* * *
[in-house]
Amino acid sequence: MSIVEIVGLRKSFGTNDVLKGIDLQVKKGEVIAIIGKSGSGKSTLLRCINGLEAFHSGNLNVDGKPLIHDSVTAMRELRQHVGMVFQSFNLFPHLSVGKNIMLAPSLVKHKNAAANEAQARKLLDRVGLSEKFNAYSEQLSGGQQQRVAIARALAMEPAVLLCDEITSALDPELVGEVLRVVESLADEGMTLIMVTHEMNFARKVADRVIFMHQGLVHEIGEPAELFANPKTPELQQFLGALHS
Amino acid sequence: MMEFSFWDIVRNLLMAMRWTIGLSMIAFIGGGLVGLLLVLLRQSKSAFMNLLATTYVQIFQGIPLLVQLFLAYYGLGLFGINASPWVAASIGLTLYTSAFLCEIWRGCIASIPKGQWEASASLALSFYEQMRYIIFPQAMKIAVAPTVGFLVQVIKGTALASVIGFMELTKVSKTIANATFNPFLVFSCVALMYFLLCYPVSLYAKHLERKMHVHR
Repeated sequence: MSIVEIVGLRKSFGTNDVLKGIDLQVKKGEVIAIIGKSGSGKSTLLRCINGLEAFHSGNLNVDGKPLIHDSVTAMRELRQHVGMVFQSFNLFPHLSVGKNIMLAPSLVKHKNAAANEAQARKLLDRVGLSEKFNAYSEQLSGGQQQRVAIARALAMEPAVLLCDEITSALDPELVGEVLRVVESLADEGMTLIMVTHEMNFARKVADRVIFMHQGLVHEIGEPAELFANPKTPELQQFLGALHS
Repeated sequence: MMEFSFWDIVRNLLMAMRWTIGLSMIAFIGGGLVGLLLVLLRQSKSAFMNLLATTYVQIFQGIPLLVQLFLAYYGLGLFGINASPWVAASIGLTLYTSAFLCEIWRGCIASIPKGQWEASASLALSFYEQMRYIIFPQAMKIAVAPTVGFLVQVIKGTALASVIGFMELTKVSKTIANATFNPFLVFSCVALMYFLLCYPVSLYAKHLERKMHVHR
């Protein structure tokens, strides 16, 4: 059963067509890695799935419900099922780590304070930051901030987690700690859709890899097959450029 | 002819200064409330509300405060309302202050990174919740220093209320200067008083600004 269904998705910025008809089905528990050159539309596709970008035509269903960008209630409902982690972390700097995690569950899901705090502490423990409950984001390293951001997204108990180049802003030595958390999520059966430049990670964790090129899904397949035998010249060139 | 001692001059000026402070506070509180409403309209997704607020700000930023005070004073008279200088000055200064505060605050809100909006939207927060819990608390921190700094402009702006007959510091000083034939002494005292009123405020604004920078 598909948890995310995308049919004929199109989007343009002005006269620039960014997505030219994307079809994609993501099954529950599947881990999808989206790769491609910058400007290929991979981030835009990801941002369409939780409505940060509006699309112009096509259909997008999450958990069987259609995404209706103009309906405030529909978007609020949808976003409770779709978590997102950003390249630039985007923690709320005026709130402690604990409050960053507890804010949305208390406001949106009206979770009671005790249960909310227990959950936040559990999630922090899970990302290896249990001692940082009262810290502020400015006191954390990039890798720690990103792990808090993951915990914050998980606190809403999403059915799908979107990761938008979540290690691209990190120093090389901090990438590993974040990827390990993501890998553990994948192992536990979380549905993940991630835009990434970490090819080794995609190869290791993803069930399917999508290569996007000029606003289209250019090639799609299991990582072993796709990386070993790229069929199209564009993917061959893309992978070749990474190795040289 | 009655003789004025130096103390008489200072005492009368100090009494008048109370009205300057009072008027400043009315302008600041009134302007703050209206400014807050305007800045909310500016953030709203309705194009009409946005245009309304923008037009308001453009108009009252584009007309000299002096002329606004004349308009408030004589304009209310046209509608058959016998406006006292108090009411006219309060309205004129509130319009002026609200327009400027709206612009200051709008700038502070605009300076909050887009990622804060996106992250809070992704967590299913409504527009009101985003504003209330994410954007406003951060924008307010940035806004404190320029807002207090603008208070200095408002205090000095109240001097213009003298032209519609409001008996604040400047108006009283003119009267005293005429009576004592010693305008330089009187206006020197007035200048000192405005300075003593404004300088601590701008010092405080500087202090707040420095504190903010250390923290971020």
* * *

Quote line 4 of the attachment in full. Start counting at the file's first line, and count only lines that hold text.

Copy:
Repeated sequence: MSIVEIVGLRKSFGTNDVLKGIDLQVKKGEVIAIIGKSGSGKSTLLRCINGLEAFHSGNLNVDGKPLIHDSVTAMRELRQHVGMVFQSFNLFPHLSVGKNIMLAPSLVKHKNAAANEAQARKLLDRVGLSEKFNAYSEQLSGGQQQRVAIARALAMEPAVLLCDEITSALDPELVGEVLRVVESLADEGMTLIMVTHEMNFARKVADRVIFMHQGLVHEIGEPAELFANPKTPELQQFLGALHS